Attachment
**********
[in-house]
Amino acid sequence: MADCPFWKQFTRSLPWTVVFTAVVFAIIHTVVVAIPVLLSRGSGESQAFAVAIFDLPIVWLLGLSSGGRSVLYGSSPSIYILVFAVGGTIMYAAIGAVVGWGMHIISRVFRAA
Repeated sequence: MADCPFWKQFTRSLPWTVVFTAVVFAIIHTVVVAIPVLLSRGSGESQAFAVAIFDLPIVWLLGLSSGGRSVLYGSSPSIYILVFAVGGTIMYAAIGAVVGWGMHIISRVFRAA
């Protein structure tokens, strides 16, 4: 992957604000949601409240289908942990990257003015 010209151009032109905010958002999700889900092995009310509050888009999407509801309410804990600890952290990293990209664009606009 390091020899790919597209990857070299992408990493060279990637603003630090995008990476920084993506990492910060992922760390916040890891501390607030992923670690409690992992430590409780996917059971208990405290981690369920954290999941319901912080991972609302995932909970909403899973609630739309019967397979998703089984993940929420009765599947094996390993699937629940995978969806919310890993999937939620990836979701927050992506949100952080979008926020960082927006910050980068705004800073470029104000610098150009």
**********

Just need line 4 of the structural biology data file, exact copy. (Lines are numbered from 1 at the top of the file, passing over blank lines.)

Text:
């Protein structure tokens, strides 16, 4: 992957604000949601409240289908942990990257003015 010209151009032109905010958002999700889900092995009310509050888009999407509801309410804990600890952290990293990209664009606009 390091020899790919597209990857070299992408990493060279990637603003630090995008990476920084993506990492910060992922760390916040890891501390607030992923670690409690992992430590409780996917059971208990405290981690369920954290999941319901912080991972609302995932909970909403899973609630739309019967397979998703089984993940929420009765599947094996390993699937629940995978969806919310890993999937939620990836979701927050992506949100952080979008926020960082927006910050980068705004800073470029104000610098150009």